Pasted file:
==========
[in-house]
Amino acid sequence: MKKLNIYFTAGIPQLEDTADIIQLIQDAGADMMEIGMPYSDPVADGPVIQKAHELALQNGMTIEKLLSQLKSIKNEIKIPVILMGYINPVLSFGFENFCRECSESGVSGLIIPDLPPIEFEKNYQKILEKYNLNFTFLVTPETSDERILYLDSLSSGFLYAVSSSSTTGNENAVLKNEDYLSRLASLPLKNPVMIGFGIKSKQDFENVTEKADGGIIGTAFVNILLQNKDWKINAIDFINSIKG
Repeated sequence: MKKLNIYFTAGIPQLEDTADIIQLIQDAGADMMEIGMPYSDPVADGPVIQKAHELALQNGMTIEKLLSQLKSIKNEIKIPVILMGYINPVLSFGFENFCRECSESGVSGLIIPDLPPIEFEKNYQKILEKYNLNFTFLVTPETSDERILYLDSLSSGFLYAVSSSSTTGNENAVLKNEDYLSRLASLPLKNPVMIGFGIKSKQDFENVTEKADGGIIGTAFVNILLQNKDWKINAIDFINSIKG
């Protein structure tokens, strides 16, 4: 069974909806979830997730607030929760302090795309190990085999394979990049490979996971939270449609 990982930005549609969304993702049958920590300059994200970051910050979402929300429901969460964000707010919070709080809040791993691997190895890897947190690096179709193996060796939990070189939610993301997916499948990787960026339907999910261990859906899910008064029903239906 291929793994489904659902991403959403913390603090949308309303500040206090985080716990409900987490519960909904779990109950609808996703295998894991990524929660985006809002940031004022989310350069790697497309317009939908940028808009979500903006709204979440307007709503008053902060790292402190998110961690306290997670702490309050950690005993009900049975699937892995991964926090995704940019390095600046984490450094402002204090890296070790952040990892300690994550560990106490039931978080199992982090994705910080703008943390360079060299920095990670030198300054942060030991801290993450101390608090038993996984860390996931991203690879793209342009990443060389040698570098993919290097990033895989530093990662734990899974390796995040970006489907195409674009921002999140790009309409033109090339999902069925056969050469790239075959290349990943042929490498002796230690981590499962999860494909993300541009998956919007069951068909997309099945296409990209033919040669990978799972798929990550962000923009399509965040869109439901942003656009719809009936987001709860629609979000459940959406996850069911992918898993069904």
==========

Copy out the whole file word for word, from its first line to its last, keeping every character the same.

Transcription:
[in-house]
Amino acid sequence: MKKLNIYFTAGIPQLEDTADIIQLIQDAGADMMEIGMPYSDPVADGPVIQKAHELALQNGMTIEKLLSQLKSIKNEIKIPVILMGYINPVLSFGFENFCRECSESGVSGLIIPDLPPIEFEKNYQKILEKYNLNFTFLVTPETSDERILYLDSLSSGFLYAVSSSSTTGNENAVLKNEDYLSRLASLPLKNPVMIGFGIKSKQDFENVTEKADGGIIGTAFVNILLQNKDWKINAIDFINSIKG
Repeated sequence: MKKLNIYFTAGIPQLEDTADIIQLIQDAGADMMEIGMPYSDPVADGPVIQKAHELALQNGMTIEKLLSQLKSIKNEIKIPVILMGYINPVLSFGFENFCRECSESGVSGLIIPDLPPIEFEKNYQKILEKYNLNFTFLVTPETSDERILYLDSLSSGFLYAVSSSSTTGNENAVLKNEDYLSRLASLPLKNPVMIGFGIKSKQDFENVTEKADGGIIGTAFVNILLQNKDWKINAIDFINSIKG
């Protein structure tokens, strides 16, 4: 069974909806979830997730607030929760302090795309190990085999394979990049490979996971939270449609 990982930005549609969304993702049958920590300059994200970051910050979402929300429901969460964000707010919070709080809040791993691997190895890897947190690096179709193996060796939990070189939610993301997916499948990787960026339907999910261990859906899910008064029903239906 291929793994489904659902991403959403913390603090949308309303500040206090985080716990409900987490519960909904779990109950609808996703295998894991990524929660985006809002940031004022989310350069790697497309317009939908940028808009979500903006709204979440307007709503008053902060790292402190998110961690306290997670702490309050950690005993009900049975699937892995991964926090995704940019390095600046984490450094402002204090890296070790952040990892300690994550560990106490039931978080199992982090994705910080703008943390360079060299920095990670030198300054942060030991801290993450101390608090038993996984860390996931991203690879793209342009990443060389040698570098993919290097990033895989530093990662734990899974390796995040970006489907195409674009921002999140790009309409033109090339999902069925056969050469790239075959290349990943042929490498002796230690981590499962999860494909993300541009998956919007069951068909997309099945296409990209033919040669990978799972798929990550962000923009399509965040869109439901942003656009719809009936987001709860629609979000459940959406996850069911992918898993069904």